New guides on 1st hip osteoarthritis treatment from orthopedic surgeons
New guidelines from the American Academy of Orthopedic Surgeons (AAOS) place an emphasis on presurgical treatments to reduce pain and increase mobility, including corticosteroid injections and nonnarcotic pain medication. The recommendations also highlight patient populations who may have greater risk associated with hip replacement surgery.
The document, published on the Academy’s website on April 5, represents the first time the AAOS has issued guidelines for hip osteoarthritis and is part of a wider effort to systematically evaluate the evidence and provide recommendations on clinically relevant topics for practicing orthopedic surgeons.
The guidelines are endorsed by the Pediatric Orthopedic Society of North America, the American Physical Therapy Association, and the American College of Radiology.
Hip osteoarthritis is a common cause of disability in US adults, and the leading cause for joint replacement surgery. Increasing life expectancy means that the prevalence of hip osteoarthritis will likely continue to rise.
The AAOS guideline gives strong recommendations for corticosteroid injections, physical therapy, and nonnarcotic medication to improve pain and mobility in the preoperative period.
“Corticosteroid injections, physical therapy, and nonnarcotic anti-inflammatory medications like ibuprofen and naproxen were all treatment modalities that had the highest levels of evidence to support their use prior to hip replacement surgery,” Gregory Polkowski, MD, from Vanderbilt University, Nashville, Tennessee, told Medscape Medical News. Dr Polkowski chaired the work group that drew up the clinical practice guidelines.
In contrast, the group does not recommend use of hyaluronic acid injections and glucosamine sulfate for the nonsurgical treatment of hip osteoarthritis, as the literature review showed they were not effective.
The guideline authors also looked at factors that contribute to complications associated with hip replacement surgery, such as infection, blood clots, dislocation, pain, and the need for reoperation. They found that obesity, smoking, age, and type 2 diabetes were all associated with higher complication rates after surgery. The risk was particularly exaggerated for patients who had poorly controlled diabetes.
Dr Polkowski emphasized that the intent of identifying higher-risk groups was not to discourage surgery in these groups.
“That’s not to say that patients with those conditions don’t benefit from hip replacement surgery. They benefit tremendously. However, the complication rates are higher. We think it’s important for surgeons to counsel their patients to that effect and, if possible, try to modify those risk factors with their patients on an individual basis,” he said.
In particular, weight reduction is important for any patient with lower extremity arthritis to help control symptoms and potentially slow down progression, he added.
Strong and Moderate Evidence Available
To draw up the guidelines, the group searched four databases for articles about the surgical treatment of hip osteoarthritis in adults, published between January 1990 and April 2016. They also manually searched bibliographies of selected articles. After peer review and public comments, the draft guidelines were edited and approved by the AAOS Committee on Evidence-Based Quality and Value, AAOS Council on Research and Quality, and AAOS Board of Directors.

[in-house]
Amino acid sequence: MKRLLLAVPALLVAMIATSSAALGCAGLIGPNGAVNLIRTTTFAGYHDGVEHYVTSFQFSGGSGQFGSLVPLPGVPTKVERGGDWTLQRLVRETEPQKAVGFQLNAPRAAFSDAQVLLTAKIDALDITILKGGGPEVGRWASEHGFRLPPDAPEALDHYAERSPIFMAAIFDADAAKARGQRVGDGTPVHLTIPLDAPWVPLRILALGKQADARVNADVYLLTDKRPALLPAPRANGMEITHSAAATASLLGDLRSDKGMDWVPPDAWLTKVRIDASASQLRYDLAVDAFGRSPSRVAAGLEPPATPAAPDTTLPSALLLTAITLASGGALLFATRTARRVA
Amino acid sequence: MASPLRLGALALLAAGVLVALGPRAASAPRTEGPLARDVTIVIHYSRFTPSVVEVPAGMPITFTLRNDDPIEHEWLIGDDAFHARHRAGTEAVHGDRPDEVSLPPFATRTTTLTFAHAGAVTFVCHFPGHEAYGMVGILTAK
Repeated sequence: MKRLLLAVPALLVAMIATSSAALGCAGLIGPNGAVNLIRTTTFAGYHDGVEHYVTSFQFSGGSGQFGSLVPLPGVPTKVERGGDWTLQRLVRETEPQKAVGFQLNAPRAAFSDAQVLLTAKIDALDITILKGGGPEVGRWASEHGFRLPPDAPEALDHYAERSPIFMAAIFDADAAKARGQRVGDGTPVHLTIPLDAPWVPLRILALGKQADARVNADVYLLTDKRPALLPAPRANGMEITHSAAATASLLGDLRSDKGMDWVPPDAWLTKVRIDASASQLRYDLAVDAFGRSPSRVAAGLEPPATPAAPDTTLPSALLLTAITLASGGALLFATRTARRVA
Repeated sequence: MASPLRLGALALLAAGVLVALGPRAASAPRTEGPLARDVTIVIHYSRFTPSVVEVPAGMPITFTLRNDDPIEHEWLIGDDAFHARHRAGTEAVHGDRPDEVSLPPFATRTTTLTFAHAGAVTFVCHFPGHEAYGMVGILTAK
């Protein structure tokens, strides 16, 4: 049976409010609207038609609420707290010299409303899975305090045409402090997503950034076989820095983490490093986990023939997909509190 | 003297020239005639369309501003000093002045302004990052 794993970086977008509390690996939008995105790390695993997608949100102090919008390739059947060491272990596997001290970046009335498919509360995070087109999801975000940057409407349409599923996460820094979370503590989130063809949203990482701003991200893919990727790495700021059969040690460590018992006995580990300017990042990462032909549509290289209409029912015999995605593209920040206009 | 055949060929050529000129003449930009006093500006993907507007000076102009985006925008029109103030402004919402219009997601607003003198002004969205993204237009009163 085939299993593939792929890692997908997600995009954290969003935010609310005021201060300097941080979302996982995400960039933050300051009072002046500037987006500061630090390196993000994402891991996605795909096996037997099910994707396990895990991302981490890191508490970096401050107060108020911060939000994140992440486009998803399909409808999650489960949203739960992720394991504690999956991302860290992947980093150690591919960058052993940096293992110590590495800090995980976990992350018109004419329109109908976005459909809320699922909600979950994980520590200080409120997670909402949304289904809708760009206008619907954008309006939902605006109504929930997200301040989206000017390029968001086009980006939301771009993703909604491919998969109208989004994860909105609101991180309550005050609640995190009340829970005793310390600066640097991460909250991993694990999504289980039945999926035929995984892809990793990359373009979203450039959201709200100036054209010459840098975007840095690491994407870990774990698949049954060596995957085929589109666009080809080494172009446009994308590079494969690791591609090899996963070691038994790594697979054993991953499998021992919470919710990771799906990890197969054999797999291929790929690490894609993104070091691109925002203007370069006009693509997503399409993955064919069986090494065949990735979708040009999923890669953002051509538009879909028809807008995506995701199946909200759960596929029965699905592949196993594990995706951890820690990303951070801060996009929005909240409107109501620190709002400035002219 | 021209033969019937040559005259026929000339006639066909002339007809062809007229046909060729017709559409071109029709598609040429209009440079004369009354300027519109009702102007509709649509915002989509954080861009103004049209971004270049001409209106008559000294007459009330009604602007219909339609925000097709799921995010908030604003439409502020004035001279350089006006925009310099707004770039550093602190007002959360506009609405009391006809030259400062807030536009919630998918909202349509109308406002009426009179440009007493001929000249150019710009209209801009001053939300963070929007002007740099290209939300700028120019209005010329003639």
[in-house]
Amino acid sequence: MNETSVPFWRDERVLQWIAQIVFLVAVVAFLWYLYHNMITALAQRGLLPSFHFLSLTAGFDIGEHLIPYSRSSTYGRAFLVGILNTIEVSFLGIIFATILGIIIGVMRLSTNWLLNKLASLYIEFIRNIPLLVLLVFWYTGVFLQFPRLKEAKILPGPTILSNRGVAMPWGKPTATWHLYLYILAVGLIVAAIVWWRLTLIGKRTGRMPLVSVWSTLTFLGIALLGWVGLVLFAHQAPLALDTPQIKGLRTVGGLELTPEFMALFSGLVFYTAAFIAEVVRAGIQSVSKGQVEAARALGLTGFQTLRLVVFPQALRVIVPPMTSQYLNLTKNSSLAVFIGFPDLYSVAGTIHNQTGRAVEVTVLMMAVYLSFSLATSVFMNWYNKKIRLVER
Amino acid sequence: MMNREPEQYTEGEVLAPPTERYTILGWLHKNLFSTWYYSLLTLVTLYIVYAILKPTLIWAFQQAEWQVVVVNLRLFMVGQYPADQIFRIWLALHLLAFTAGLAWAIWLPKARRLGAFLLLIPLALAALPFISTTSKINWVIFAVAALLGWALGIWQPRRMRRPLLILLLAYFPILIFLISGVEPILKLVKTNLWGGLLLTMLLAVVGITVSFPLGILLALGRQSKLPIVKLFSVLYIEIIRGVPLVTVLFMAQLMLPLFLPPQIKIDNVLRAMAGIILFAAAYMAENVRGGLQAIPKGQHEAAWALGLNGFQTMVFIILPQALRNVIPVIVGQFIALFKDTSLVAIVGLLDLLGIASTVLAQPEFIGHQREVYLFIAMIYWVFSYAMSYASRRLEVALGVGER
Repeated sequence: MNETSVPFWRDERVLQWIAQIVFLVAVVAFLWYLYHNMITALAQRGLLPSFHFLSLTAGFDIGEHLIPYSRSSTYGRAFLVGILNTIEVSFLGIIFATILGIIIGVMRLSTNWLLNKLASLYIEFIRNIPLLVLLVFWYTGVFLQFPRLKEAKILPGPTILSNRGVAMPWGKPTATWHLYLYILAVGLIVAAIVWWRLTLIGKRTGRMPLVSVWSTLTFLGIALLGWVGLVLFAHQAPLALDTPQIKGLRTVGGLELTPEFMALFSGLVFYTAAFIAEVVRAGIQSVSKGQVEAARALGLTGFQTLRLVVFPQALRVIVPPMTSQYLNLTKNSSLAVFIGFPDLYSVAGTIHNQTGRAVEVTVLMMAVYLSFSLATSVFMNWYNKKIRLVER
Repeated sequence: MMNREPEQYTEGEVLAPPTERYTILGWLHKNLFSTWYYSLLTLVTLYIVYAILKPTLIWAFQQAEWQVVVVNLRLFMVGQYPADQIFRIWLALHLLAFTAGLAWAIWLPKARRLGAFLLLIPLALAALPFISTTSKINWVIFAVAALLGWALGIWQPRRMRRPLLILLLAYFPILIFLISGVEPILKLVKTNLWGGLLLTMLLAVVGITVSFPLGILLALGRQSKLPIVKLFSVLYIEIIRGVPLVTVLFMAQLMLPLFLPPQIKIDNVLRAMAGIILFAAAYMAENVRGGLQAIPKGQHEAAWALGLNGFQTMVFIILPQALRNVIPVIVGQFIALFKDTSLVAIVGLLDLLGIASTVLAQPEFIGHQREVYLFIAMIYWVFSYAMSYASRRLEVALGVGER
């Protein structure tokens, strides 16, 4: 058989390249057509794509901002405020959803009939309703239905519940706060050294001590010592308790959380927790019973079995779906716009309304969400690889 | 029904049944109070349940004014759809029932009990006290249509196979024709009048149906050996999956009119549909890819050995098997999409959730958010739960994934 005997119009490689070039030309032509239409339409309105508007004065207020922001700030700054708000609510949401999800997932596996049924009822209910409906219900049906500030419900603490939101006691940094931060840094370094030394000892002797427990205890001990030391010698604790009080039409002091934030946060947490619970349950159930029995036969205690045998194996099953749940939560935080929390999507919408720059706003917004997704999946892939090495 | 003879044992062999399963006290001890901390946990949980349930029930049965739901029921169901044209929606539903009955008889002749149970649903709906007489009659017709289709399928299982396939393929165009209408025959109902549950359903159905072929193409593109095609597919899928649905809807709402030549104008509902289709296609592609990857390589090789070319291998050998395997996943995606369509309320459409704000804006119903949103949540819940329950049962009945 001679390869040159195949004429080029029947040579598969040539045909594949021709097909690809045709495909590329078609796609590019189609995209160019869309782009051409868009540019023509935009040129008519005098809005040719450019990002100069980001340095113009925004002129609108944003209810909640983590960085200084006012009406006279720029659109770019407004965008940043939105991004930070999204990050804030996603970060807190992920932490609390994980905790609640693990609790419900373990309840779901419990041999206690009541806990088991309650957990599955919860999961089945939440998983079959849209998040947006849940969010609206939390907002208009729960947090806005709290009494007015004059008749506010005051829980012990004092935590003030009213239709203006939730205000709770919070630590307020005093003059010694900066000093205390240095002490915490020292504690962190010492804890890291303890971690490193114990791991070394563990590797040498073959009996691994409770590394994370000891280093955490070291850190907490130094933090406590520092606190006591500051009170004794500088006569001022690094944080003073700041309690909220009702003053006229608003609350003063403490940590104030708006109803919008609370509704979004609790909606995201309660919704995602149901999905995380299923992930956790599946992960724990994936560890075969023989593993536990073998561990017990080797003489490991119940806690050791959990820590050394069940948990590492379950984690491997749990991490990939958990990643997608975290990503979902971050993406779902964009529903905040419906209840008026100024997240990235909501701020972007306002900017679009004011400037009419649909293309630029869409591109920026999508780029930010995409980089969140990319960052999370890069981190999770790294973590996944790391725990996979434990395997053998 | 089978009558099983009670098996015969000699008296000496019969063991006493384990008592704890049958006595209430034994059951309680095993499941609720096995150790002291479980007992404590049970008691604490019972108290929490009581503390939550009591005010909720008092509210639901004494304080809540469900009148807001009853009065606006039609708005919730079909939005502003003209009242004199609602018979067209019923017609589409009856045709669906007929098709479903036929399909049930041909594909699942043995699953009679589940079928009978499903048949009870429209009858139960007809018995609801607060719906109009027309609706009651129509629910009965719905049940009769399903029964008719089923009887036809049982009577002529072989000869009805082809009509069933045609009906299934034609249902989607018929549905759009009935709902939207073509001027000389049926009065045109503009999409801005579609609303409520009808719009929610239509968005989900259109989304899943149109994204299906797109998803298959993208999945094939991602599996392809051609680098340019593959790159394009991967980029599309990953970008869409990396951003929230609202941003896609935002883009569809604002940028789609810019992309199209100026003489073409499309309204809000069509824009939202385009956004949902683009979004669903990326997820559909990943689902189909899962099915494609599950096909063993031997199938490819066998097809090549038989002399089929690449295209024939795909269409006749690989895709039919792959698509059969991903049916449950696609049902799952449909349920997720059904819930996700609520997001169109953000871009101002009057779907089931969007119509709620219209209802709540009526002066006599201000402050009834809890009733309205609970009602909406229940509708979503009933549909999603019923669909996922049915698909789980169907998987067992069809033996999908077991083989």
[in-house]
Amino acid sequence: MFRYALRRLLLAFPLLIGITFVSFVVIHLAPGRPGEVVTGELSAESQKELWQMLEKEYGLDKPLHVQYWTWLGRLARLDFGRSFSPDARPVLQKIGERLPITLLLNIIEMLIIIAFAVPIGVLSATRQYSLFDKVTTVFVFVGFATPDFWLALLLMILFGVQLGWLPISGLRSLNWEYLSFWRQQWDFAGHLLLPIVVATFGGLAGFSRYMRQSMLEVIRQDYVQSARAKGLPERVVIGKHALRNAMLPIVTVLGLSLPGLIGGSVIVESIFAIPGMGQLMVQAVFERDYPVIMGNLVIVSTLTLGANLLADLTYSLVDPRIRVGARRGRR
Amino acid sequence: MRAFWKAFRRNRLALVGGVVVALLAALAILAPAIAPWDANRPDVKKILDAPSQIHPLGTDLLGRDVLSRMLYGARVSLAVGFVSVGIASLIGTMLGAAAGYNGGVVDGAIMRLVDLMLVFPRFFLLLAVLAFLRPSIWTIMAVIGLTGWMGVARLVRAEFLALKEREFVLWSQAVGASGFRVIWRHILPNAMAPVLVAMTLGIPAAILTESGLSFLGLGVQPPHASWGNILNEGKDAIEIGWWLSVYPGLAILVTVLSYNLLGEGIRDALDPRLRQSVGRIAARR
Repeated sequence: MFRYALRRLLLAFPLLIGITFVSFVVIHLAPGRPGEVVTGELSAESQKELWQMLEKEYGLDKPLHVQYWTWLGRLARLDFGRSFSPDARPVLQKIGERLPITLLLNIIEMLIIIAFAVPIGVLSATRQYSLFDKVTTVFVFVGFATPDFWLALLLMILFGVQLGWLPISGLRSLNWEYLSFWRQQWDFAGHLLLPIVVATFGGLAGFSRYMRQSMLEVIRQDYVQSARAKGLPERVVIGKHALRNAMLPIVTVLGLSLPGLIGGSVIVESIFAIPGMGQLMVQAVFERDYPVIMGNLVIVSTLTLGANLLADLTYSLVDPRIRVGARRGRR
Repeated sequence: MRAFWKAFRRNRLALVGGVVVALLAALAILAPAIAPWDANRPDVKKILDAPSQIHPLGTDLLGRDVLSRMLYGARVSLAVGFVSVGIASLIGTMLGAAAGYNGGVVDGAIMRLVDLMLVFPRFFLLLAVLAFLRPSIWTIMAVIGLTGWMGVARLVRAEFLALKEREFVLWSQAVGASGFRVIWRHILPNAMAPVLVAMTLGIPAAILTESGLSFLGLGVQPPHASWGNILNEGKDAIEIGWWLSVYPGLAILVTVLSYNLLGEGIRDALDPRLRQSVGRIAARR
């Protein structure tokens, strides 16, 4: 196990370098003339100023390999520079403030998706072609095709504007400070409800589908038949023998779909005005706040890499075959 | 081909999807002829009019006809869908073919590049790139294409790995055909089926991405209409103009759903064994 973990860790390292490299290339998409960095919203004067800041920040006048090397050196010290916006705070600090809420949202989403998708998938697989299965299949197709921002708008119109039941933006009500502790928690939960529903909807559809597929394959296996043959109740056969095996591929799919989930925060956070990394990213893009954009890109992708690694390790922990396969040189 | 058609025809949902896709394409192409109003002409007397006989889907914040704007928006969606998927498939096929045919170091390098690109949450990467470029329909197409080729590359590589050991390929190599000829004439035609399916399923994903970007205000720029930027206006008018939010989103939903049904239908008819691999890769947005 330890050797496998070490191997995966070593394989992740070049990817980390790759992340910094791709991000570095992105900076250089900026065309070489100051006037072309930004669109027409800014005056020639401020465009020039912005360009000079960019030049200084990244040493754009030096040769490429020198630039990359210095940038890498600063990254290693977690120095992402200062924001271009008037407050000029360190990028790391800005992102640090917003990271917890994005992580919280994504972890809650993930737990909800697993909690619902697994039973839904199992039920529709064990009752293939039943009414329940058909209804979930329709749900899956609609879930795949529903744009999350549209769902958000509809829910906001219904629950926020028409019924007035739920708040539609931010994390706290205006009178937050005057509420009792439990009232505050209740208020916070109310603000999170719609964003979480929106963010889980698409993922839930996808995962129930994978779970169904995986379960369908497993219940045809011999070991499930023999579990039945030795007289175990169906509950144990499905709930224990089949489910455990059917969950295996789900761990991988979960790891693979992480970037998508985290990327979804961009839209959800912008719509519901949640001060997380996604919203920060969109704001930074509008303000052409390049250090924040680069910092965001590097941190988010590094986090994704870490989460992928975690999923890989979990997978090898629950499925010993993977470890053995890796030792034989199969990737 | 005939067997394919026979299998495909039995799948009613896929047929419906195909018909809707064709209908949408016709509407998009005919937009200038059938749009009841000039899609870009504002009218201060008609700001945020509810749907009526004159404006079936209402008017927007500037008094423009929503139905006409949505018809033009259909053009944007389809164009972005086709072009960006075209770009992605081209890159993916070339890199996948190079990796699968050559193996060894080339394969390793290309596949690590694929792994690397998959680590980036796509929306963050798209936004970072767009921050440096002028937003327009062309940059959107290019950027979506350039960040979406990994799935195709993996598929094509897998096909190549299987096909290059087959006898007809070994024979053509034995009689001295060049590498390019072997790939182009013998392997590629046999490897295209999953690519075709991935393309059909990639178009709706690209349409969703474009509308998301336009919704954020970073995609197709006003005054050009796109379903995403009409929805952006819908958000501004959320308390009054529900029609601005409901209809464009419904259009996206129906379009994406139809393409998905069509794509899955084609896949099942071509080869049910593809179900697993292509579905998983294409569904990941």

The group found moderate strength evidence for the following risk issues:
- Practitioners may use risk assessment tools for predicting complications, assessing surgical risks, and educating patients about receiving total hip arthroplasty.
- Obese patients may have lower absolute outcome scores, but similar levels of satisfaction and improvement in pain and function after total hip replacement compared with nonobese patients.
- Increased age is associated with lower functional and quality-of-life outcomes after total hip replacement.
- Mental health disorders, including depression, anxiety, and psychosis, are associated with decreased function, pain relief, and quality of life after total hip replacement.
Dr Polkowski and colleagues found limited-strength evidence suggesting that tobacco use and obesity are associated with increased risk for surgical complications. Limited evidence also suggested that younger age may be associated with a higher risk for surgical revision, and increased age may be associated with a higher risk for mortality after surgery.
They found strong evidence regarding the following management approaches:
- Nonnarcotic medications: Nonsteroidal anti-inflammatory drugs (NSAIDs) improve short-term pain, function, or both.
- Corticosteroid injections provide short-term improvements in function and pain.
- Hyaluronic acid injections are no better than placebo for improving function, stiffness, and pain.
- Physical therapy improves function and decreases pain in mild to moderate hip osteoarthritis.
And moderate strength evidence for the following:
- Postoperative physical therapy improves early function more than no physical therapy.
- Glucosamine sulfate is no better than placebo for improving function, reducing stiffness, and decreasing pain.
- Practitioners may use intravenous or topical tranexamic acid to reduce blood loss associated with total hip replacement surgery.
- No clinically significant differences in patient-oriented outcomes for anterior vs posterior approaches in total hip replacement.
The guidelines were funded by the American Academy of Orthopaedic Surgeons. The authors have disclosed no relevant financial relationships.